US3717543 *Jan 13, 1971Feb 20, 1973Rexham CorpLaminations of polyimide films to like films and/or to metal foils
US3850589 *Aug 23, 1963Nov 26, 1974Sherwin Williams CoGrinding tool having a rigid and dimensionally stable resin binder
US3899611 *Oct 19, 1973Aug 12, 1975Scm CorpCuring by actinic radiation
US3932557 *Dec 19, 1972Jan 13, 1976Gulf Research & Development CompanyReactive hydrophilic epoxy containing polymer
US3959222 *Jan 28, 1975May 25, 1976Shell Oil CompanyStabilized acrylate resins
US4239866 *May 25, 1979Dec 16, 1980Basf AktiengesellschaftCurable coating composition
US4284747 *Feb 25, 1980Aug 18, 1981The United States Of America As Represented By The Secretary Of The NavyCis-trans fluoropolyol polyacrylate
US4362889 *Oct 27, 1980Dec 7, 1982The American Dental Association Health FoundationUse of a polyfunctional surface-active comonomer and other agents to improve adhesion between a resin or composite material and a substrate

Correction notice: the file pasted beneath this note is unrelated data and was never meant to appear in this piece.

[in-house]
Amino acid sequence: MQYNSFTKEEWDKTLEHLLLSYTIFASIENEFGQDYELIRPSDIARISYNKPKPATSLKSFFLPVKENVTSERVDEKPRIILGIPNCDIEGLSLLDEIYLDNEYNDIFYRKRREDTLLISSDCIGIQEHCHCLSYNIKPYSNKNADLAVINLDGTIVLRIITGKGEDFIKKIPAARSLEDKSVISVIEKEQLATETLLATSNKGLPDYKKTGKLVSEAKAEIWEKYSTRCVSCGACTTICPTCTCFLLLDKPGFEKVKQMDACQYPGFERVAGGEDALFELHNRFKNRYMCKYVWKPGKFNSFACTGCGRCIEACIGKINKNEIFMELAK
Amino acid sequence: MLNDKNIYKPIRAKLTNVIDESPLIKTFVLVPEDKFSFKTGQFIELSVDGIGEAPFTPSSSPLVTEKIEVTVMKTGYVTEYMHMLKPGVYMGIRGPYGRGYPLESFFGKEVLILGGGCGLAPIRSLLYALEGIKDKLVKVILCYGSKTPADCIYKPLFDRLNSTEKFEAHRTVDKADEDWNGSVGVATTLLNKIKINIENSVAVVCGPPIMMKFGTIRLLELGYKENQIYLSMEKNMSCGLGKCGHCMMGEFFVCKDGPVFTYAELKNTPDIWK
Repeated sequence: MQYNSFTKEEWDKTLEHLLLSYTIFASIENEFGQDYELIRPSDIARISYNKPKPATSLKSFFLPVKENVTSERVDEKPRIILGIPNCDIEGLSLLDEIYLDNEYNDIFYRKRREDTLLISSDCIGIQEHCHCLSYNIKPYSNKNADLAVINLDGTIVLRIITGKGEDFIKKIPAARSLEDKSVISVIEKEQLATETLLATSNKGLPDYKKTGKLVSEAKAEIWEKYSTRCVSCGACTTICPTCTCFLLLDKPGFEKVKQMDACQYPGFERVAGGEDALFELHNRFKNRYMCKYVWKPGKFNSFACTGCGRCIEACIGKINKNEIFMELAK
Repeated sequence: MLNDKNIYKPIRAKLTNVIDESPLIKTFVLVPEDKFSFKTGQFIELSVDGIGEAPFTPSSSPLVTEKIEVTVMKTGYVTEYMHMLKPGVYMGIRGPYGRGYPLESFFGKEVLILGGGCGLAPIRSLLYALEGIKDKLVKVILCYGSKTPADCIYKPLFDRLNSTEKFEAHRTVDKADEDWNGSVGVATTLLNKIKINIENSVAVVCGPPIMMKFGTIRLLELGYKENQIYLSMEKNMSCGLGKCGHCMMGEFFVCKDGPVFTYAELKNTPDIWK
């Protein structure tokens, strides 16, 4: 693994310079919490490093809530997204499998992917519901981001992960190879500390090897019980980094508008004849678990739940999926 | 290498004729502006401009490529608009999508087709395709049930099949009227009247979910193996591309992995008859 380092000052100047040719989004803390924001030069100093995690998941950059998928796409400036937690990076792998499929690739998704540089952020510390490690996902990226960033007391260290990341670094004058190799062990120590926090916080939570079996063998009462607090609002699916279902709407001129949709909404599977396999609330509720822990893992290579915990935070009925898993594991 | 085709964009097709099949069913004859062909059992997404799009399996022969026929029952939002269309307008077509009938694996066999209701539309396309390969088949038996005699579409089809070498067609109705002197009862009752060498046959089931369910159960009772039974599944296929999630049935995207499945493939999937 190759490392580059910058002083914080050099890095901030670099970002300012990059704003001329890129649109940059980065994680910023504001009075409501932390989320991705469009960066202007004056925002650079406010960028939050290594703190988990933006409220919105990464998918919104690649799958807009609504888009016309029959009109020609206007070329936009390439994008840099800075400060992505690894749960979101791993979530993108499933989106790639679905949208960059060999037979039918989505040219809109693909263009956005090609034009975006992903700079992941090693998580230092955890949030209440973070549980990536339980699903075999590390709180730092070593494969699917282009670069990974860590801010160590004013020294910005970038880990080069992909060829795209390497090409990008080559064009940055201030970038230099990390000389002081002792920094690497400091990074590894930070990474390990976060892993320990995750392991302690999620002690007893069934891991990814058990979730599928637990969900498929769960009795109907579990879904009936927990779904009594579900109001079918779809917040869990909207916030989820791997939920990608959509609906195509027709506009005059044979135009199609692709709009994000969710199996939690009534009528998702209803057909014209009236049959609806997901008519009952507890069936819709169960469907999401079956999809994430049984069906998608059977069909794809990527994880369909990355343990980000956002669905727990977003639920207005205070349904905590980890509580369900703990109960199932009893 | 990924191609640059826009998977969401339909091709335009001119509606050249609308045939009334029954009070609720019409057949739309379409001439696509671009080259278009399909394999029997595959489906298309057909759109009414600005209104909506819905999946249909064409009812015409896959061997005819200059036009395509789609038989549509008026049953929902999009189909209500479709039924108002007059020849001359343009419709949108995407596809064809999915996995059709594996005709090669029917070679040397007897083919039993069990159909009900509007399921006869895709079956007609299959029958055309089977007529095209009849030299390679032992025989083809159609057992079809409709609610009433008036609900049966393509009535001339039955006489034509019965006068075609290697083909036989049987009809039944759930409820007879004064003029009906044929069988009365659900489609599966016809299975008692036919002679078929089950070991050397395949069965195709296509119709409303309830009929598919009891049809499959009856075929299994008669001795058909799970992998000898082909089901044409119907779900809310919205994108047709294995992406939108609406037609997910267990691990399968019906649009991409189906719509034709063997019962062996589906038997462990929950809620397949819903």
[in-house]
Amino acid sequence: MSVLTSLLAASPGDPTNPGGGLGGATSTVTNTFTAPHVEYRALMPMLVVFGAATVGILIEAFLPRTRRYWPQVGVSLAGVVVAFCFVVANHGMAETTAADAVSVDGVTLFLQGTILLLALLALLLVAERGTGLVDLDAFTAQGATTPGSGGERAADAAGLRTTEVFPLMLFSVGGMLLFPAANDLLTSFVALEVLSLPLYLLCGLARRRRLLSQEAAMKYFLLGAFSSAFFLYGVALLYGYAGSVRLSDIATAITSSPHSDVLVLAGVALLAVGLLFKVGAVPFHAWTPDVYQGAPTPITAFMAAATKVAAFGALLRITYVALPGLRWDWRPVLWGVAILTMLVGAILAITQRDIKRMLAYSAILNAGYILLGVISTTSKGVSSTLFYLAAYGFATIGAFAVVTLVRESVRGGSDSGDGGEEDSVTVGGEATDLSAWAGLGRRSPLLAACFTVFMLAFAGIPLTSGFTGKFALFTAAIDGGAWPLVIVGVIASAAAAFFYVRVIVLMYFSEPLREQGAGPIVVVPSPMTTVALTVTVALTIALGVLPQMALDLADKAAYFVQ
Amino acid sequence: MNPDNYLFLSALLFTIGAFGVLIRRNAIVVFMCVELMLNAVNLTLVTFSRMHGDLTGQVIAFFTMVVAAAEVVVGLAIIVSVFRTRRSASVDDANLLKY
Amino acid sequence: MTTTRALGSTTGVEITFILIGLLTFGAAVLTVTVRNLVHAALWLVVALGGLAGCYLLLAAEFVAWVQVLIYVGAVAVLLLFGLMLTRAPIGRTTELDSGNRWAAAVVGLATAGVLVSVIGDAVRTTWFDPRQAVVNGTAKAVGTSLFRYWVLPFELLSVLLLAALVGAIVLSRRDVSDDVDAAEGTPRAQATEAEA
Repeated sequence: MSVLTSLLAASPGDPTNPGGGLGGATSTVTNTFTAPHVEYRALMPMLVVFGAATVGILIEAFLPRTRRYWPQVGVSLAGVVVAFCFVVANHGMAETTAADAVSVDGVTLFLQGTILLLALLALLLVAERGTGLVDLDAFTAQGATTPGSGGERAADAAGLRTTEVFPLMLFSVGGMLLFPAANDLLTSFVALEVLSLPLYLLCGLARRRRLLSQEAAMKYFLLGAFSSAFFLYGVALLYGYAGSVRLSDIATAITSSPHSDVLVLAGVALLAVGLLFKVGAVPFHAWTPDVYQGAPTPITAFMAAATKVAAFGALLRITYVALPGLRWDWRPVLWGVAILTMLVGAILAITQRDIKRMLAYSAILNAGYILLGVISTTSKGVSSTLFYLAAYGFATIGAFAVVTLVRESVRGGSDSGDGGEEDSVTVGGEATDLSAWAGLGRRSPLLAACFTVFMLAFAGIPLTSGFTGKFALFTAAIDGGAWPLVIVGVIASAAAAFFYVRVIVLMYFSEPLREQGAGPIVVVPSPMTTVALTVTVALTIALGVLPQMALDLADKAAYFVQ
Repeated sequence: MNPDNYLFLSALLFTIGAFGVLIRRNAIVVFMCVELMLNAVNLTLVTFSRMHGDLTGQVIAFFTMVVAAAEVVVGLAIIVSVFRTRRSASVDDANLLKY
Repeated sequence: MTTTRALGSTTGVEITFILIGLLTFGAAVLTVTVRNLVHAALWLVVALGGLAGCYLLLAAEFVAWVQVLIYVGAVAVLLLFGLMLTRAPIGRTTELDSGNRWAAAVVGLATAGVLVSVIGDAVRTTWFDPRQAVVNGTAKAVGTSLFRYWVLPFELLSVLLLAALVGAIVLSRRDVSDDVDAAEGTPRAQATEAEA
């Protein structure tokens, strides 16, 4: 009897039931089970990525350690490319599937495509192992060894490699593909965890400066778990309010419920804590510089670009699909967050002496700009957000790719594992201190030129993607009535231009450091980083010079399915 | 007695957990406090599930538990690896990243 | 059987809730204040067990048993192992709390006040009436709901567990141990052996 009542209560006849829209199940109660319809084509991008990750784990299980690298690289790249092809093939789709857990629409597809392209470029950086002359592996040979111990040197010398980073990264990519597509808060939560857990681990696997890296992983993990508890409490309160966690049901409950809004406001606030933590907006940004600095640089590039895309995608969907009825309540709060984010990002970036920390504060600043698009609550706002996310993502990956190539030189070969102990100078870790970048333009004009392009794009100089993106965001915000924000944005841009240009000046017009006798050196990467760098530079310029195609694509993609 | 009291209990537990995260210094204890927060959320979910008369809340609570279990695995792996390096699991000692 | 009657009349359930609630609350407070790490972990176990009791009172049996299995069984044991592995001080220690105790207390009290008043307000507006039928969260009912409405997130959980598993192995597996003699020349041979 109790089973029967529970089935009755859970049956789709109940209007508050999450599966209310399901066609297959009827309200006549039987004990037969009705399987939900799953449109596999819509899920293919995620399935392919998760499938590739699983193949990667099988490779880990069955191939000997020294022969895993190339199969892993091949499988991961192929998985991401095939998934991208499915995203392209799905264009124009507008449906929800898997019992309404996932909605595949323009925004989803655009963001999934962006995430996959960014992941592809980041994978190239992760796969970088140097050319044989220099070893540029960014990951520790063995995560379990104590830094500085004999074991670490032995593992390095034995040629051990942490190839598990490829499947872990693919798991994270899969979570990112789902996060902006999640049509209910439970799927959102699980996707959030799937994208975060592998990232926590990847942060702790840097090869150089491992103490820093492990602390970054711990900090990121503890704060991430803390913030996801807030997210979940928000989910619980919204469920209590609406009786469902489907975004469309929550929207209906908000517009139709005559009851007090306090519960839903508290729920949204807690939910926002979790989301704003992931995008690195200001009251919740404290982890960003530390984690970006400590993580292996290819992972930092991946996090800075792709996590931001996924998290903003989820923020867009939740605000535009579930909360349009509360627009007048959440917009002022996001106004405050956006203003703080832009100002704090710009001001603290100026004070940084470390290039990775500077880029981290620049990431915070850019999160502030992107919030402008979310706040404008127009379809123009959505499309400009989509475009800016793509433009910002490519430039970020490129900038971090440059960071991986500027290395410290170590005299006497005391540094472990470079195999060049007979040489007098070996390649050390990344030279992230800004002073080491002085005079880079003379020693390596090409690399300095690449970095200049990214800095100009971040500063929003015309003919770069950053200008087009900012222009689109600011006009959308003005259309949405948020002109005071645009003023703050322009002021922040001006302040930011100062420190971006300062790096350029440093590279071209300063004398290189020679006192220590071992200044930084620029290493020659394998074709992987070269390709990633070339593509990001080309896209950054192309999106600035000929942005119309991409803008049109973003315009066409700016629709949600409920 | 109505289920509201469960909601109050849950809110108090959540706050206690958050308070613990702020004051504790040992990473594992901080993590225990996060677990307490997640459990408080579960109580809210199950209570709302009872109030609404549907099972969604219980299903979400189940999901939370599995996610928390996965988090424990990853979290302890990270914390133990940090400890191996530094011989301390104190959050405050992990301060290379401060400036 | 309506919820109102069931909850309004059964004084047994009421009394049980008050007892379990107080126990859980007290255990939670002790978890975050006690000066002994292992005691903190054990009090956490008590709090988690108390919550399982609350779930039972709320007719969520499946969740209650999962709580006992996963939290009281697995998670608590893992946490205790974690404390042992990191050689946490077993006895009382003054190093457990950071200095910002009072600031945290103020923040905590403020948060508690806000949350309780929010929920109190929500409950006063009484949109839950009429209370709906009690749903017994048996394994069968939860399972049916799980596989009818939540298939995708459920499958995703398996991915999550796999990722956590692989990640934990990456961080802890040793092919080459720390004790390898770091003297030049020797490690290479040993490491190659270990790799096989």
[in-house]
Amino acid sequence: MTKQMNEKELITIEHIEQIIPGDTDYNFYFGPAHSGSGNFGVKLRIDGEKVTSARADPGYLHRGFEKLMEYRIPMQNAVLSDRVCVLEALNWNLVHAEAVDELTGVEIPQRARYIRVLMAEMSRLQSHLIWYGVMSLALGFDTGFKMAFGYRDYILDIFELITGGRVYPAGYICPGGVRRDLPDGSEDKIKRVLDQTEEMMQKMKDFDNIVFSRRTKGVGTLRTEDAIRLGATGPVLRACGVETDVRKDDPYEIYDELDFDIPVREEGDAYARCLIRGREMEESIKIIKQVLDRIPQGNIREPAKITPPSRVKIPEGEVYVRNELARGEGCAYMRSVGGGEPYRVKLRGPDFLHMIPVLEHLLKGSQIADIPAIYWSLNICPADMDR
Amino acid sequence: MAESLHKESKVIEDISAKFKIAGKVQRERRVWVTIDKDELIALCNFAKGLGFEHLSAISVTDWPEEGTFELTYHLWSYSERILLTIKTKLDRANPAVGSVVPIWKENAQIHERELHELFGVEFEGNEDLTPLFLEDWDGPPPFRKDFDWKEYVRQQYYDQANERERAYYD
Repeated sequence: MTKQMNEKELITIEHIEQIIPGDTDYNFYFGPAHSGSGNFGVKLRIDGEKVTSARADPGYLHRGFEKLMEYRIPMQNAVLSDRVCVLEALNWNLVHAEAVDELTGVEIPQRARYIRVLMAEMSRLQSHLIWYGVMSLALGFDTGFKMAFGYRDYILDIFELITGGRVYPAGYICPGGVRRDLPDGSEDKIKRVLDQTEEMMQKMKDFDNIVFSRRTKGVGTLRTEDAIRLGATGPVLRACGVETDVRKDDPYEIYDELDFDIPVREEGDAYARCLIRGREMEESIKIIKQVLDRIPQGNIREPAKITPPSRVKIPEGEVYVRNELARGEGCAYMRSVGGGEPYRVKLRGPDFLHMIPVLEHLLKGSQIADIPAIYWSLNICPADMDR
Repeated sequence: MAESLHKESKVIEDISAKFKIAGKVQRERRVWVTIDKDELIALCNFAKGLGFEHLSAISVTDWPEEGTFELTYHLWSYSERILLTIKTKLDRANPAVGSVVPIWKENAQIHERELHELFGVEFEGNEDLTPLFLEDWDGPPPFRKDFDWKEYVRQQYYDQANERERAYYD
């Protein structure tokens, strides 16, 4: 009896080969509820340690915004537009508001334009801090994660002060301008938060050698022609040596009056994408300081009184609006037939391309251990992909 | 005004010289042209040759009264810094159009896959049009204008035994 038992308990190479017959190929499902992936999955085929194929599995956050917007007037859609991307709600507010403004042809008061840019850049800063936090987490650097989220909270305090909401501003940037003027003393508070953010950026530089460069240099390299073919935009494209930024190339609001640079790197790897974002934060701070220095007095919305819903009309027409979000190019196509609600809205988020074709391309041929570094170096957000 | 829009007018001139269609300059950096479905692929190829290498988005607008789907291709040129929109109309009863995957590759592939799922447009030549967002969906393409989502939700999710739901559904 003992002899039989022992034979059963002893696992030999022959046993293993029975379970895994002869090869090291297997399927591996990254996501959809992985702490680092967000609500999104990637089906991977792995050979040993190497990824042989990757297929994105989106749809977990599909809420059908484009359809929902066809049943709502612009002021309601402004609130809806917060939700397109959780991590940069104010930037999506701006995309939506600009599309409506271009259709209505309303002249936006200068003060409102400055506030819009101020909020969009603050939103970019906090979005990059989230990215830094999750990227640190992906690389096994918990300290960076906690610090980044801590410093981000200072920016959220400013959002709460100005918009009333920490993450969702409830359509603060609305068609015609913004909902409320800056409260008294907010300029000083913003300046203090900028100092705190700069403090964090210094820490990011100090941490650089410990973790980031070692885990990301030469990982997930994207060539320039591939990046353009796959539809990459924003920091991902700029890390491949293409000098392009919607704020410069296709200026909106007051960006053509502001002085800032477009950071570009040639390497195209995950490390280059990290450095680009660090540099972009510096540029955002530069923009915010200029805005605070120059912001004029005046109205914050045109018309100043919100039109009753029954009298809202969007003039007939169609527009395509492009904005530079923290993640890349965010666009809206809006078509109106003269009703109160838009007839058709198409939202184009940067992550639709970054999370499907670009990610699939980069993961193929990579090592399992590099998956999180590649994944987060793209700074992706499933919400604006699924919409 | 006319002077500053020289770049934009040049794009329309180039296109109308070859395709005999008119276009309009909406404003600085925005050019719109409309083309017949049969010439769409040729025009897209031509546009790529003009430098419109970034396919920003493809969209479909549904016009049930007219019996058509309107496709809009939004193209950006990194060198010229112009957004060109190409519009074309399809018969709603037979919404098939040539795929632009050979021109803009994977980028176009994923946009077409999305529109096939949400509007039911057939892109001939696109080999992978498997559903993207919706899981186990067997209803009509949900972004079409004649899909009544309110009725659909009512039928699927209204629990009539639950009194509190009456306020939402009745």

US4421840 *Dec 9, 1981Dec 20, 1983Basf AktiengesellschaftPhotopolymerizable recording material containing a diisocyanate modified nylon binder
US4486280 *Jun 28, 1983Dec 4, 1984Japan Atomic Energy Research InstituteQuaternanry alkyl ammonium salt of alpha, beta-unsaturated acid
US4547204 *Jun 6, 1984Oct 15, 1985Carborundum Abrasives CompanyResin systems for high energy electron curable resin coated webs
US4595734 *Jun 4, 1985Jun 17, 1986Interplastic CorporationReaction product of epoxide resin, vinyl ester resin, polyfunctional amine
US4666781 *Jul 26, 1985May 19, 1987Basf AktiengesellschaftMagnetic recording media
US5536775 *Nov 4, 1994Jul 16, 1996Sandoz Ltd.Amine curable compositions